Tanster: Your schedule sounds absolutely brutal. I remember the day that we visited, Lee and Gene must have worked more than 12 hours that day. Is that a typical work day when you guys are in the thick of things?
Michael: Twelve hours is pretty standard during shooting. In the off-season, we generally work 10 to 6 or 7. The super-late nights end anywhere from 11:00 PM to 2 AM, but that’s pretty rare.
Tanster: How many of those first 10 episodes are you writing, and how are they going?
Michael: I am writing two, I guess you would say, but it’s going to air as one hour-long show (it will be two individual ones when they air in repeats). That’s part of this new challenge — the hour-longs should ideally be able to be broken up into two distinct parts, but still feel cohesive as one continuous hour. It’s like an obstacle course. That we perform on computers. And that burns zero calories.
Tanster: How many pages is a typical script?
Michael: Our half-hour scripts, when they’re in “shooting draft” form (meaning all the rewriting has been done and it’s ready to be shot, obviously) are usually 34-38 pages long. Figure a little over a minute a page, so we get editors’ assemblies that run about 40 minutes, which is why we have so many deleted scenes and extra stuff to put online and on the DVDs.
Greg’s theory about the show from day one was that we should write it, and shoot it, and edit it, like it’s actually a documentary — have a ton of material and then essentially do a kind of final re-write in the editing room.
A lot of the real work of the show is done by Dean Holland and Dave Rogers, our two editors, who sift through 40+ minutes of material and (with Greg and the writer’s help) cut it down to 21:09, which is our typical allotted time.
Tanster: 21:09. Wow. Precise down to the last second! And I bet y’all work hard at making sure every second is golden.
Michael: We try. One of the sad facts of network TV is that every year a few more seconds get robbed from the running time of shows, to make room for promos or extra ads. We often feel that the optimal running time for one of our episodes is about 24-25 minutes, but there’s just no way to leave them that long without supersizing or releasing longer cuts on iTunes or something. That’s where those producer’s cuts came from — the feeling that the best version of some of the episodes was around that length.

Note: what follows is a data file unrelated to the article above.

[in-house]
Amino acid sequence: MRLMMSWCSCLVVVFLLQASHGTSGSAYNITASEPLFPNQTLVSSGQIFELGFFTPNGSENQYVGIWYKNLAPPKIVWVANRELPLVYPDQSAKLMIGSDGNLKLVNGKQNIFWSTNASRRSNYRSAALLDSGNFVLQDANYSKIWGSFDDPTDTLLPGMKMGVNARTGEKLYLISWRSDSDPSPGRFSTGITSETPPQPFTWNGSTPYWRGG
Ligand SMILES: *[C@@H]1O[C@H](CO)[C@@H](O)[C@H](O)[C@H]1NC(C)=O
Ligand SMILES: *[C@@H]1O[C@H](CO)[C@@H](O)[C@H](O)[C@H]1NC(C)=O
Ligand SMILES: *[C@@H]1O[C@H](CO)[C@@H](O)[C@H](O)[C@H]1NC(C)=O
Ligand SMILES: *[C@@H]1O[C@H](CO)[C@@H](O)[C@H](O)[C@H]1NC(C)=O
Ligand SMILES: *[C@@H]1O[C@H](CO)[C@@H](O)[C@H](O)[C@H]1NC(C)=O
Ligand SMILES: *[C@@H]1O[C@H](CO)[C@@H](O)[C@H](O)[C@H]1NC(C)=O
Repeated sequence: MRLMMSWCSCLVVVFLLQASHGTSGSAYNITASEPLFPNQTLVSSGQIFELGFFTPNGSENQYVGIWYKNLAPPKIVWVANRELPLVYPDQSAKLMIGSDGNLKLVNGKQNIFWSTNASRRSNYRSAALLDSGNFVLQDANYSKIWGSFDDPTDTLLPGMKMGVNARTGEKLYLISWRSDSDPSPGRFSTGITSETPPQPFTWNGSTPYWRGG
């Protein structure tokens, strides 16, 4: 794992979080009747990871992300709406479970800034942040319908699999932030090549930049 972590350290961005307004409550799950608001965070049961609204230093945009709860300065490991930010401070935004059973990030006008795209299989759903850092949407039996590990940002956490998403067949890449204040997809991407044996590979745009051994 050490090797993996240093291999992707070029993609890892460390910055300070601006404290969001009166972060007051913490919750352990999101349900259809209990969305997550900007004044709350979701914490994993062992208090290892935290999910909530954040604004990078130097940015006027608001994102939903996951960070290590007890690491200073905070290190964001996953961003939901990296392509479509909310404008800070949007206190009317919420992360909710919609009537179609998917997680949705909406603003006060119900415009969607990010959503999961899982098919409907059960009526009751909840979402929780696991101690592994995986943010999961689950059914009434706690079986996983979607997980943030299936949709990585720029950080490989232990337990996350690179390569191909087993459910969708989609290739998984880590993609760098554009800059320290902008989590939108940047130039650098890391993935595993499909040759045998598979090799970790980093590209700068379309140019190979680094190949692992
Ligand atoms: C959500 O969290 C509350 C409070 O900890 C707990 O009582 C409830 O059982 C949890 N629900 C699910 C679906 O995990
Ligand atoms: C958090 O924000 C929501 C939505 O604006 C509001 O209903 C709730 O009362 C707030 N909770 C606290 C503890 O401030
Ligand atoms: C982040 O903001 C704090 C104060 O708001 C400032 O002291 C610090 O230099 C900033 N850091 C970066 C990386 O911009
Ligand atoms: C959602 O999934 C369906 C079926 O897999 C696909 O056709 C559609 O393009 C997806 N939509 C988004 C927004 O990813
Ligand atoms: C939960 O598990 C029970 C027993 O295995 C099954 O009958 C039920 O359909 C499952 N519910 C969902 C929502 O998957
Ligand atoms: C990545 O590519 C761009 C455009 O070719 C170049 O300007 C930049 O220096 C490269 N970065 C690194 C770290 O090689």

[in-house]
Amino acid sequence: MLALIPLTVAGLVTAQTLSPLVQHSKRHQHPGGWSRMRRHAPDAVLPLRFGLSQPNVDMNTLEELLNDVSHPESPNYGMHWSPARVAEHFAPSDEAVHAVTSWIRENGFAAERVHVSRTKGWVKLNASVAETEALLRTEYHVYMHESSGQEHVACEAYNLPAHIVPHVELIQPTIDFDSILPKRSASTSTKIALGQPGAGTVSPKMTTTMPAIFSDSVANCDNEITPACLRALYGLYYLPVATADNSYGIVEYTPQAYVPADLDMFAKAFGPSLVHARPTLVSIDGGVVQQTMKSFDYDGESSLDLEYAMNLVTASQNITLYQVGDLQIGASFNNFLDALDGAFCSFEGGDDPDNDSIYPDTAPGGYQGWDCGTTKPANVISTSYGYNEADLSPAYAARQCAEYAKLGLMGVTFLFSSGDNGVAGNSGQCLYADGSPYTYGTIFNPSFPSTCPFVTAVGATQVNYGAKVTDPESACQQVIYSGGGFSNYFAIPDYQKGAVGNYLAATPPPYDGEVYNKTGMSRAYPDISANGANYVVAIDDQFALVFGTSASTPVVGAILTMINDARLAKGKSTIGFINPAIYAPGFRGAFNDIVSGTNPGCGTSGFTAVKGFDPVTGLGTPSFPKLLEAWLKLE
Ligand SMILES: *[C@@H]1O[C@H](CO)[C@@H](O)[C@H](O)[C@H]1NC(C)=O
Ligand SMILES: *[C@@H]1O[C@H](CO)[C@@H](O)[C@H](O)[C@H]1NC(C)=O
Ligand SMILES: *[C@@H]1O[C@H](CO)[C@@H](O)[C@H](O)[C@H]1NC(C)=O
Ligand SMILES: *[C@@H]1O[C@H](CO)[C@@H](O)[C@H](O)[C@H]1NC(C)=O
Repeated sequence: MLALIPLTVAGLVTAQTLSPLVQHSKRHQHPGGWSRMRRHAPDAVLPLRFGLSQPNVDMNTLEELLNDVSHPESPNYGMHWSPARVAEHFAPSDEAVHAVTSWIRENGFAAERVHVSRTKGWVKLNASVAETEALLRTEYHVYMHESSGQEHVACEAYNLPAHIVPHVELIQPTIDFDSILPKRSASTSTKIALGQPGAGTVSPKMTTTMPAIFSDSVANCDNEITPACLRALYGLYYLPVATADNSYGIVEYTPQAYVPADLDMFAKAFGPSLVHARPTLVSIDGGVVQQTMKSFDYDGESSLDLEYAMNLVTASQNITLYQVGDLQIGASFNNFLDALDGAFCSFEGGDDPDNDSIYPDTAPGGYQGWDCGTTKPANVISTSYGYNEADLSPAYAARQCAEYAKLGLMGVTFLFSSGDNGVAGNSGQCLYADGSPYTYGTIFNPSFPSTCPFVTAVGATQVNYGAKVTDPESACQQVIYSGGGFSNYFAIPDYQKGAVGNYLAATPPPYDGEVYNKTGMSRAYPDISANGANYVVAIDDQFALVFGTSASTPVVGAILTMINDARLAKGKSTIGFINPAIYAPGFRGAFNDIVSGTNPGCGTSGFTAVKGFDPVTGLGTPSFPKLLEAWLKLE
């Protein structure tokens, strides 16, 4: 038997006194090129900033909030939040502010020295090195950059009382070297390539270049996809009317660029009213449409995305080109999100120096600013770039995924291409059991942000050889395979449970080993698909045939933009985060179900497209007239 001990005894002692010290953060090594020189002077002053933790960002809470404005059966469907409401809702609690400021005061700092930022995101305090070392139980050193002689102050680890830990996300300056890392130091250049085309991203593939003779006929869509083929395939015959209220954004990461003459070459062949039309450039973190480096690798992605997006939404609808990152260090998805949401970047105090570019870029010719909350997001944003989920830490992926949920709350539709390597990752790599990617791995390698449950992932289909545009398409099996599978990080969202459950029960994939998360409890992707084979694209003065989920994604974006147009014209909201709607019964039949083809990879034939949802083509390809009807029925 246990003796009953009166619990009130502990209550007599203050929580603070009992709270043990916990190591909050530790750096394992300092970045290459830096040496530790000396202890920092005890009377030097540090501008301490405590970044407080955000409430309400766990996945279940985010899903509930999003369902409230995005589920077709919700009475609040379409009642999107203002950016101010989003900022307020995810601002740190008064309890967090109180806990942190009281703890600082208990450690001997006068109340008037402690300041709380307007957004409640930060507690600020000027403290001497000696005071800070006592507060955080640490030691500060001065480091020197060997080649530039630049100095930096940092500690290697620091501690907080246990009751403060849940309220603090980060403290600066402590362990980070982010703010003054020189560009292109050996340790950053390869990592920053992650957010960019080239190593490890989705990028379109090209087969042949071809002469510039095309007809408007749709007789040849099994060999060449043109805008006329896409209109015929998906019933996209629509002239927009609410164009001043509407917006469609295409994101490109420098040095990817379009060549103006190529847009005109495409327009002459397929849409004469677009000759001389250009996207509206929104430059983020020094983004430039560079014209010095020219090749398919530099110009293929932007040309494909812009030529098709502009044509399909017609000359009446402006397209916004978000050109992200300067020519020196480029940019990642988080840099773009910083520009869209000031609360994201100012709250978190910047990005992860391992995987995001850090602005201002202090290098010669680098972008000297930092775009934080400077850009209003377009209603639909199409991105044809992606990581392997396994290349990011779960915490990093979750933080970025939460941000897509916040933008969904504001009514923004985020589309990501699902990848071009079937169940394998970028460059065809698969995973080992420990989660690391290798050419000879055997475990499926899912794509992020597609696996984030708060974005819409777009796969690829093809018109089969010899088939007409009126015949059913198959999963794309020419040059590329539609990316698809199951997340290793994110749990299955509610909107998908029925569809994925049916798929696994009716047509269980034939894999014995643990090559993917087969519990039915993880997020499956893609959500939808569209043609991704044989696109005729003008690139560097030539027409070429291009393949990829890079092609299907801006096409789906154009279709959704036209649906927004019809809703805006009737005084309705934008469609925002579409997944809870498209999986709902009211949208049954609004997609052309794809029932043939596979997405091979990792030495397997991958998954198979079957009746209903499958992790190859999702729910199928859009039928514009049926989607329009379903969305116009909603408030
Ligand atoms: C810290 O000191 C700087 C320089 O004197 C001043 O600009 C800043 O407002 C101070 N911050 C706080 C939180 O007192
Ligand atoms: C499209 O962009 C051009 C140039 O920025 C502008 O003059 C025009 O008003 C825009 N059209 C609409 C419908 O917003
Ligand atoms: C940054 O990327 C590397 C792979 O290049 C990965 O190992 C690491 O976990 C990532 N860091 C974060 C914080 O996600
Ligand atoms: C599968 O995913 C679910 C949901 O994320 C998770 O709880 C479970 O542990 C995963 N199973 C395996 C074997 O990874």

We’re trying to write shorter scripts this year, because it takes a crazy amount of time to shoot and edit that much material, and we want to shave some of that time off our week. When we were done shooting the finale last year, which was the first true hour-long we shot, the first cut that Dean and Dave put together was 73 minutes long, and it had to be I think 42:30 or something.
Tanster: Dean and Dave must dream about The Office in their sleep.
Michael: Dean is a well-adjusted and mature individual, so I think he is okay. Dave is a dangerous sociopath who refers to the actors as their character names and has a home-made action figure of his dog. I think he probably dreams about doing us great harm in some kind of “Saw III” kind of way.
Anyway, with the finale, we were half an hour too long, which was just crazy. It took Paul and me days and days just to get it into good enough shape to show Greg, and then it took him more days and more days to get it down to its final fighting weight. If we have to spend that much time on each of the first four hour-longs this year, we’ll just curl up into little balls in the parking lot and pray we get run over.
Tanster: Goodness — half an hour too long! I’m hoping most of the stuff you guys cut from “The Job” ended up on the DVD.
Michael: We put a lot of extra stuff on there. There was one Michael talking head that I particularly loved that we had to cut for time — it’s extremely funny and a great performance by Steve. You’ll know it when you see it — it includes another mention of Billy Joel.